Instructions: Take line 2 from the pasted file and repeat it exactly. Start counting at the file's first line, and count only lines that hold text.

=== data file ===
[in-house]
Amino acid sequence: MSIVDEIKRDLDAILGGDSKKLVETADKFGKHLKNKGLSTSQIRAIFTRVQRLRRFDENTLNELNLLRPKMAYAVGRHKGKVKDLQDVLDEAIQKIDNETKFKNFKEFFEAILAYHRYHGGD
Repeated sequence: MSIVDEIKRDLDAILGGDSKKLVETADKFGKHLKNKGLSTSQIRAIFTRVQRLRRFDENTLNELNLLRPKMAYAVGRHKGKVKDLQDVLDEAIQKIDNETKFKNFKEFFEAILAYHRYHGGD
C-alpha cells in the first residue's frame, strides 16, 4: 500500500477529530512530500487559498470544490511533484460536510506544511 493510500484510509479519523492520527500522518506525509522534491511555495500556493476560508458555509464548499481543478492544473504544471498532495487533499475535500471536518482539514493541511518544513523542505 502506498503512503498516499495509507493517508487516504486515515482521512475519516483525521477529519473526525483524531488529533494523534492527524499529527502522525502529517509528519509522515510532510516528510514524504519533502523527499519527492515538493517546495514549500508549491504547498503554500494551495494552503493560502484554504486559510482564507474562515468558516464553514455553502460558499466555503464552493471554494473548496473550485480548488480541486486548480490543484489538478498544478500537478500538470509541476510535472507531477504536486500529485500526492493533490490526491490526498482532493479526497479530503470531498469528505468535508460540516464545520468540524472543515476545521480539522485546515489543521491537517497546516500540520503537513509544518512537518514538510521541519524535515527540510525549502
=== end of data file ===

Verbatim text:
Amino acid sequence: MSIVDEIKRDLDAILGGDSKKLVETADKFGKHLKNKGLSTSQIRAIFTRVQRLRRFDENTLNELNLLRPKMAYAVGRHKGKVKDLQDVLDEAIQKIDNETKFKNFKEFFEAILAYHRYHGGD